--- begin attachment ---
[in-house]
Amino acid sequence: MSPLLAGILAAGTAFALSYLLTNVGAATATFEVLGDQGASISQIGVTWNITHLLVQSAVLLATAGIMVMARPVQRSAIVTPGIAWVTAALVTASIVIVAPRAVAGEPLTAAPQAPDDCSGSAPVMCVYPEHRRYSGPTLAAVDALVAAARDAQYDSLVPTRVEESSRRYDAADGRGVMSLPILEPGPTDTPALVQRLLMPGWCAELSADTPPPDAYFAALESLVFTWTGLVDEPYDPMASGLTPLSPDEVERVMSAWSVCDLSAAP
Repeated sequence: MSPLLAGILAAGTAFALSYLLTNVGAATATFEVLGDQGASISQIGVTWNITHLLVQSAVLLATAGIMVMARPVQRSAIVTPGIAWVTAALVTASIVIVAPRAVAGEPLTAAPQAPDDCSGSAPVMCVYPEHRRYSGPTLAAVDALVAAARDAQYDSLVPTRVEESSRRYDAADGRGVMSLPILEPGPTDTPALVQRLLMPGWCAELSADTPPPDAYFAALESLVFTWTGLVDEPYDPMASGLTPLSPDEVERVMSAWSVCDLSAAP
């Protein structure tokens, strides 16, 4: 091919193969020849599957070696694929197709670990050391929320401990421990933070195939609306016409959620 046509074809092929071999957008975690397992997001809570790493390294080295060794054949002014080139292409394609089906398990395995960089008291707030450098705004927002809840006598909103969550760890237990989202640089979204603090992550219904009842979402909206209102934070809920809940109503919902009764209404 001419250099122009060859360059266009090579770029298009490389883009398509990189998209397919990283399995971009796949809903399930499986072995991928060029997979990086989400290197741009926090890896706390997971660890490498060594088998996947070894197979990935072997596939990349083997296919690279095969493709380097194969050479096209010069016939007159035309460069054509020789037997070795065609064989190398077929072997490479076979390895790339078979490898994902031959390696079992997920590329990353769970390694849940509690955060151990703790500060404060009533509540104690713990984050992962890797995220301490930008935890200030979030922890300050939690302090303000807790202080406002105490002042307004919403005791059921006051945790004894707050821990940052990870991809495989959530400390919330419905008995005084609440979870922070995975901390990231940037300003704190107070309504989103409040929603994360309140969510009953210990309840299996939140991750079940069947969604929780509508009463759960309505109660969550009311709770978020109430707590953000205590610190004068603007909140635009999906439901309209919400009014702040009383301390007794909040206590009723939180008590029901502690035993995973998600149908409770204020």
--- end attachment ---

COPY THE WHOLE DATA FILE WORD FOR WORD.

[in-house]
Amino acid sequence: MSPLLAGILAAGTAFALSYLLTNVGAATATFEVLGDQGASISQIGVTWNITHLLVQSAVLLATAGIMVMARPVQRSAIVTPGIAWVTAALVTASIVIVAPRAVAGEPLTAAPQAPDDCSGSAPVMCVYPEHRRYSGPTLAAVDALVAAARDAQYDSLVPTRVEESSRRYDAADGRGVMSLPILEPGPTDTPALVQRLLMPGWCAELSADTPPPDAYFAALESLVFTWTGLVDEPYDPMASGLTPLSPDEVERVMSAWSVCDLSAAP
Repeated sequence: MSPLLAGILAAGTAFALSYLLTNVGAATATFEVLGDQGASISQIGVTWNITHLLVQSAVLLATAGIMVMARPVQRSAIVTPGIAWVTAALVTASIVIVAPRAVAGEPLTAAPQAPDDCSGSAPVMCVYPEHRRYSGPTLAAVDALVAAARDAQYDSLVPTRVEESSRRYDAADGRGVMSLPILEPGPTDTPALVQRLLMPGWCAELSADTPPPDAYFAALESLVFTWTGLVDEPYDPMASGLTPLSPDEVERVMSAWSVCDLSAAP
């Protein structure tokens, strides 16, 4: 091919193969020849599957070696694929197709670990050391929320401990421990933070195939609306016409959620 046509074809092929071999957008975690397992997001809570790493390294080295060794054949002014080139292409394609089906398990395995960089008291707030450098705004927002809840006598909103969550760890237990989202640089979204603090992550219904009842979402909206209102934070809920809940109503919902009764209404 001419250099122009060859360059266009090579770029298009490389883009398509990189998209397919990283399995971009796949809903399930499986072995991928060029997979990086989400290197741009926090890896706390997971660890490498060594088998996947070894197979990935072997596939990349083997296919690279095969493709380097194969050479096209010069016939007159035309460069054509020789037997070795065609064989190398077929072997490479076979390895790339078979490898994902031959390696079992997920590329990353769970390694849940509690955060151990703790500060404060009533509540104690713990984050992962890797995220301490930008935890200030979030922890300050939690302090303000807790202080406002105490002042307004919403005791059921006051945790004894707050821990940052990870991809495989959530400390919330419905008995005084609440979870922070995975901390990231940037300003704190107070309504989103409040929603994360309140969510009953210990309840299996939140991750079940069947969604929780509508009463759960309505109660969550009311709770978020109430707590953000205590610190004068603007909140635009999906439901309209919400009014702040009383301390007794909040206590009723939180008590029901502690035993995973998600149908409770204020």